Last Updated on January 4, 2021 by Julia Wilson
Genetics may determine the basic colour of the cat, but other factors can affect the intensity or variation of the colour. These factors can be environmentally determined, as in the area we are about to discuss.
- Rusting is a condition in which the coat of a black cat turns reddish/brown.
- Tyrosine is an amino acid necessary for melanin, which is a pigment in the skin and hair of cats.
- The current recommended feline dietary concentration is 4.5 g tyrosine for optimal growth.
- Experiments showed that these levels were not sufficient to maintain a black coat. An aromatic amino acid concentration > or =18 g/kg is recommended for the prevention of visually discernible red hair in black-coated cats.
- Animal products, such as meat and fish, contain tyrosine.
Some interesting results were found from experiments regarding feline dietary tyrosine nutritional requirements and the effect on black cat’s coat colour. Diets deficient in tyrosine caused the cat’s hair to change from black to a reddish-brown in cats and due to a reduction in melanin in the hair.
What is tyrosine?
Tyrosine is an amino acid that the cat synthesises from phenylalanine (another amino acid). Amino acids are the building blocks of protein. Tyrosine is necessary to make melanin, the major pigment in cats skin and hair; it gives us wonderful colours. If you can’t make tyrosine because you are missing the right enzyme, you don’t make as much melanin.
Albinos cannot produce this enzyme, and as a result, melanin cannot be produced, and you end up with the pale skin and hair of the albino. Overactivity of the enzyme can produce the opposite effect, with large areas of highly pigmented skin/hair or it can be associated with the nasty tumours on the skin (melanomas).
Tyrosinase is the action of the enzyme tyrosine on melanin, which causes a complex series of biochemical changes. Tyrosinase is also thermally liable (temperature-sensitive).
A quick side note:
Cats of the Himalayan series (colour points, minks, sepias (semi-albinos)) have heat-sensitive tyrosinase. Normal tyrosinase converts the amino acid tyrosine into melanin (pigment). In Himalayan cats with this enzyme that denatures at normal body temperatures, the colour forms only on the colder extremities of the body (legs, tail ears, face). This is why Siamese cats get darker in winter and paler in summer. If you put socks on your Siamese for several weeks, it would end up with white markings on its feet. The full pigmentation allele for the cat is (C/-). The Burmese cat or sepia cat allele (cb/cb) has slightly thermo-liable tyrosinase, the mink cat or Tonkinese allele (cb/cs) has slightly more thermo-liable tyrosinase, and the colour point or Siamese (cs/cs) has, even more, thermo-liable tyrosinase.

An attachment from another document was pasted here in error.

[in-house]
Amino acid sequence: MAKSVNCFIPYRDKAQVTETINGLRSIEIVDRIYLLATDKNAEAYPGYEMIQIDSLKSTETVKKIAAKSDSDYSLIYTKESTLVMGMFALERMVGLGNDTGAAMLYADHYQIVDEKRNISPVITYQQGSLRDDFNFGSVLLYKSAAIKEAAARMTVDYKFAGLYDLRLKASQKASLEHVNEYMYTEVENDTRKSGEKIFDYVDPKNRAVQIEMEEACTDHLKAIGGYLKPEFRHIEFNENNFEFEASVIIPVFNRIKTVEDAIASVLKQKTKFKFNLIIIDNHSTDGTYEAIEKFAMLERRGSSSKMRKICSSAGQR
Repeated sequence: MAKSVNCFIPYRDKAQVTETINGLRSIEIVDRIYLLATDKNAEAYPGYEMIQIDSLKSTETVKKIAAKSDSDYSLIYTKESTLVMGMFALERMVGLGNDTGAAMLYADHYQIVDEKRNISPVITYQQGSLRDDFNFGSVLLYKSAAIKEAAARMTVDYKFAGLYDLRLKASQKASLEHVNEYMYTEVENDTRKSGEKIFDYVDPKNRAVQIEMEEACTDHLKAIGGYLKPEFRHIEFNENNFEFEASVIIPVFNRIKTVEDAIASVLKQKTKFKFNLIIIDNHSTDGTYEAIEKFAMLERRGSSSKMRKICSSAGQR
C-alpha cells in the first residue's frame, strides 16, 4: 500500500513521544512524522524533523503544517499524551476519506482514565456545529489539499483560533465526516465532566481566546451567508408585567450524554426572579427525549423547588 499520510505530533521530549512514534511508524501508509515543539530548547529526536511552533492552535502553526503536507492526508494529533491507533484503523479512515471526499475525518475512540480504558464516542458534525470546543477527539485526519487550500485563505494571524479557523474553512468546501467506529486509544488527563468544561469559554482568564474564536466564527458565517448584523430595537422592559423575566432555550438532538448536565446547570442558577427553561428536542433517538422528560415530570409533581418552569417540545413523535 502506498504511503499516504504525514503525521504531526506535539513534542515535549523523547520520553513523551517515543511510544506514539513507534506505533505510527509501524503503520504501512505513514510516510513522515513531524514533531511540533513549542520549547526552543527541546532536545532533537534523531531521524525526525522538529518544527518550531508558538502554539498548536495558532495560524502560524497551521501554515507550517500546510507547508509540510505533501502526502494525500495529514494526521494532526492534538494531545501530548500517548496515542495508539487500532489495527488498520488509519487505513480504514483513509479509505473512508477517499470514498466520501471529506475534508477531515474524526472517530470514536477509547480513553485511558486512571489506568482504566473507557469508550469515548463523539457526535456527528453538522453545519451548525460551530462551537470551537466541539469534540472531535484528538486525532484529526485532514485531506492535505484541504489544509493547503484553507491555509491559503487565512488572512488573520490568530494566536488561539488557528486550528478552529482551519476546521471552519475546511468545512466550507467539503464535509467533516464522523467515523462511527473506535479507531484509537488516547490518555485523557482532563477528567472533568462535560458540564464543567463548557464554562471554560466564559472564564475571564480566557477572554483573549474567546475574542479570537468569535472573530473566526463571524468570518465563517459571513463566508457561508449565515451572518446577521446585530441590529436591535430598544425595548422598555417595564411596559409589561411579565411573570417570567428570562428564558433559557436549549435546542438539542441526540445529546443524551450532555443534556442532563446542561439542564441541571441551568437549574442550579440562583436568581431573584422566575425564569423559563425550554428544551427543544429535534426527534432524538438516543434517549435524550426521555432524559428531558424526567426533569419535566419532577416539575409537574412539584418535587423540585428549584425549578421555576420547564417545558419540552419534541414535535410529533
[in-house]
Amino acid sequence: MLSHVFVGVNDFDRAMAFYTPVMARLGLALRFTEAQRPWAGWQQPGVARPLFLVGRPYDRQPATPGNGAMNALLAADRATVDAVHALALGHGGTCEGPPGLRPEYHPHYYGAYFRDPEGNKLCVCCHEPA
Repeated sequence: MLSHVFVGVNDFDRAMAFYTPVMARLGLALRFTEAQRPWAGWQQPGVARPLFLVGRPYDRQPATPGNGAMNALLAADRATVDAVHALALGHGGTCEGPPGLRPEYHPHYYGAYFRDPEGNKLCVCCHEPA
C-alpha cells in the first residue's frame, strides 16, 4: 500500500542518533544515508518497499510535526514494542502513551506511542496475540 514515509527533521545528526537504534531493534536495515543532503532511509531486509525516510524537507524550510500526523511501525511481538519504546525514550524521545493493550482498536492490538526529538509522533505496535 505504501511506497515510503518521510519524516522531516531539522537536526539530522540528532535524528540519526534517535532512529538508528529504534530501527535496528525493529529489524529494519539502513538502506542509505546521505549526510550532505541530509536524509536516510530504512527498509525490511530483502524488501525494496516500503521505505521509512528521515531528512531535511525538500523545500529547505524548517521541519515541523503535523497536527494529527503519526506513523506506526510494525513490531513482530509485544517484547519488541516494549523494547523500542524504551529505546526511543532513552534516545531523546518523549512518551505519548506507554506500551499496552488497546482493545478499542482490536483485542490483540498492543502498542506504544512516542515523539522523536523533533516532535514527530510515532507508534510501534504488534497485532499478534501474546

Then there are the true albino cats, which are lacking in the enzyme. The blue eye white albino cat (ca/ca) and the pink or red-eyed white Albino cat (c/c). All these alleles are found on the same locus, and all interact with the enzyme tyrosine. Lack of the enzyme tyrosine is also related to the grey hair both humans and cats get as we age.
The current recommended feline dietary concentration is 4.5 g tyrosine plus 12 g phenylalanine/kg amino acids for growing kittens to ensure maximum growth rates and nutritional balance in the kitten’s diet. However, several experiments have shown that it is not sufficient in retaining a black cat’s coat colour.
Results from the studies with cats fed diets with the above aromatic amino acid quantities, and lower show that these levels are not sufficient to maintain a black cat’s, rich black coat and a greater level than this are needed. Black cats on diets deficient in phenylalanine + tyrosine found that their lovely black coat colour changed to a reddish-brown. This was due to a reduction in the melanin (pigment) in the hair, a decreased total melanin concentrations of tyrosine in plasma. Reddish hair colour or rusting was induced in cats fed tyrosine-deficient diets for six months and in black kittens born to queens that were fed tyrosine-deficient diets during their pregnancy.